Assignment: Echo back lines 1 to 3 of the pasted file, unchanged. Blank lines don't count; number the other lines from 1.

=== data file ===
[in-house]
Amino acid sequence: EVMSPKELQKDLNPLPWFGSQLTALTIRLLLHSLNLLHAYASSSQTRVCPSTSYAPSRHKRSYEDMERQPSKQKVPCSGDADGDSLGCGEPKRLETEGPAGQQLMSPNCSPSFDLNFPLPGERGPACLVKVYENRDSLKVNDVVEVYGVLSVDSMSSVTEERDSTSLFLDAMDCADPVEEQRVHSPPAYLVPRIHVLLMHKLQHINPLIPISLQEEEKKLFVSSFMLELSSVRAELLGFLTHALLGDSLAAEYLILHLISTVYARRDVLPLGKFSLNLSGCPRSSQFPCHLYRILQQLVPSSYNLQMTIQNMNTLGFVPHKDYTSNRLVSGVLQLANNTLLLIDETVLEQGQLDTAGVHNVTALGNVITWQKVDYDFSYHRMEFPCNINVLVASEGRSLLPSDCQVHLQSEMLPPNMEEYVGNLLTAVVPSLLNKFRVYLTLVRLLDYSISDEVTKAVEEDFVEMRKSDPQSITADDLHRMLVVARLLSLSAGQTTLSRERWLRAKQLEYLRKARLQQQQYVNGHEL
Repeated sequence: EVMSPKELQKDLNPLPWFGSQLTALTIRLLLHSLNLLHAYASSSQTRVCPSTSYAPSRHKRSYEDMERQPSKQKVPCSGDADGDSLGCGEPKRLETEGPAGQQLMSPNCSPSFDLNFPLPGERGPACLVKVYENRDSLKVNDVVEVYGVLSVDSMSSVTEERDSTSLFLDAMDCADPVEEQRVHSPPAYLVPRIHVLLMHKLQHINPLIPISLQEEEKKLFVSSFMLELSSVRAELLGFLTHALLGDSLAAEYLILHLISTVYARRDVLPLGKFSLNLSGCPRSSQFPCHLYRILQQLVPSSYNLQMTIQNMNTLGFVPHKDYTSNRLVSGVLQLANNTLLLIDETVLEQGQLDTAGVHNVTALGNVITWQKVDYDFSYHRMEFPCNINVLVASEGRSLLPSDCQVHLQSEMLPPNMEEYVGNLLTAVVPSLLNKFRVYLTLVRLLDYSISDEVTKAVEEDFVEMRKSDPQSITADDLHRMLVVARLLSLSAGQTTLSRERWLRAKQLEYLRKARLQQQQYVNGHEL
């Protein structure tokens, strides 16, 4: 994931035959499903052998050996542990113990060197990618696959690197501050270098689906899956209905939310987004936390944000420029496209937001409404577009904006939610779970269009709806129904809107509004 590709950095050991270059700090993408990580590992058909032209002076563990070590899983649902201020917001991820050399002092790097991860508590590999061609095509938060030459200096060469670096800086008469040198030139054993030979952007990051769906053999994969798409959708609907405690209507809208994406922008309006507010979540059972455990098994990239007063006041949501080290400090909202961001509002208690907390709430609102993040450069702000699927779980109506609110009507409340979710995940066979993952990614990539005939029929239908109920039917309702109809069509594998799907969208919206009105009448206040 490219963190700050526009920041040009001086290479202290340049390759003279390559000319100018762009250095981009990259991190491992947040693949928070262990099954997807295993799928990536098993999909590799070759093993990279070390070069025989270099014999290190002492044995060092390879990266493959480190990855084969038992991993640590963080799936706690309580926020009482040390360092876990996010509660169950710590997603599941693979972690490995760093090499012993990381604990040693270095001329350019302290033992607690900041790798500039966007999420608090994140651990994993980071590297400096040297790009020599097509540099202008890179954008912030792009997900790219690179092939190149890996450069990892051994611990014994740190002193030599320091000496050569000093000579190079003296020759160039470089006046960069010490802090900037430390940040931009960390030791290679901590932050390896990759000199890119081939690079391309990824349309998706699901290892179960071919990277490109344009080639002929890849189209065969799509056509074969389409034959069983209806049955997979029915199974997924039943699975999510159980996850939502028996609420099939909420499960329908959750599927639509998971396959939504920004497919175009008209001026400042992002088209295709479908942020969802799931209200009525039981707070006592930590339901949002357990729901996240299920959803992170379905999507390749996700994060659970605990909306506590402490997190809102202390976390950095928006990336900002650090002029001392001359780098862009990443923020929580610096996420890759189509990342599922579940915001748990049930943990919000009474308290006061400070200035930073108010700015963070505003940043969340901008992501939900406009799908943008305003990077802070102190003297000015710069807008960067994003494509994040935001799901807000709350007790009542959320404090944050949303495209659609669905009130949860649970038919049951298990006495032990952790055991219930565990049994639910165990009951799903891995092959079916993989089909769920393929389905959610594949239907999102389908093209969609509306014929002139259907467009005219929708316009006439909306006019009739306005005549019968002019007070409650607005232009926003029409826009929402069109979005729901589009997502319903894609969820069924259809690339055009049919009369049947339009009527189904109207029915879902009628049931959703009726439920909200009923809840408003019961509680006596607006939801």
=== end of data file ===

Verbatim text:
[in-house]
Amino acid sequence: EVMSPKELQKDLNPLPWFGSQLTALTIRLLLHSLNLLHAYASSSQTRVCPSTSYAPSRHKRSYEDMERQPSKQKVPCSGDADGDSLGCGEPKRLETEGPAGQQLMSPNCSPSFDLNFPLPGERGPACLVKVYENRDSLKVNDVVEVYGVLSVDSMSSVTEERDSTSLFLDAMDCADPVEEQRVHSPPAYLVPRIHVLLMHKLQHINPLIPISLQEEEKKLFVSSFMLELSSVRAELLGFLTHALLGDSLAAEYLILHLISTVYARRDVLPLGKFSLNLSGCPRSSQFPCHLYRILQQLVPSSYNLQMTIQNMNTLGFVPHKDYTSNRLVSGVLQLANNTLLLIDETVLEQGQLDTAGVHNVTALGNVITWQKVDYDFSYHRMEFPCNINVLVASEGRSLLPSDCQVHLQSEMLPPNMEEYVGNLLTAVVPSLLNKFRVYLTLVRLLDYSISDEVTKAVEEDFVEMRKSDPQSITADDLHRMLVVARLLSLSAGQTTLSRERWLRAKQLEYLRKARLQQQQYVNGHEL
Repeated sequence: EVMSPKELQKDLNPLPWFGSQLTALTIRLLLHSLNLLHAYASSSQTRVCPSTSYAPSRHKRSYEDMERQPSKQKVPCSGDADGDSLGCGEPKRLETEGPAGQQLMSPNCSPSFDLNFPLPGERGPACLVKVYENRDSLKVNDVVEVYGVLSVDSMSSVTEERDSTSLFLDAMDCADPVEEQRVHSPPAYLVPRIHVLLMHKLQHINPLIPISLQEEEKKLFVSSFMLELSSVRAELLGFLTHALLGDSLAAEYLILHLISTVYARRDVLPLGKFSLNLSGCPRSSQFPCHLYRILQQLVPSSYNLQMTIQNMNTLGFVPHKDYTSNRLVSGVLQLANNTLLLIDETVLEQGQLDTAGVHNVTALGNVITWQKVDYDFSYHRMEFPCNINVLVASEGRSLLPSDCQVHLQSEMLPPNMEEYVGNLLTAVVPSLLNKFRVYLTLVRLLDYSISDEVTKAVEEDFVEMRKSDPQSITADDLHRMLVVARLLSLSAGQTTLSRERWLRAKQLEYLRKARLQQQQYVNGHEL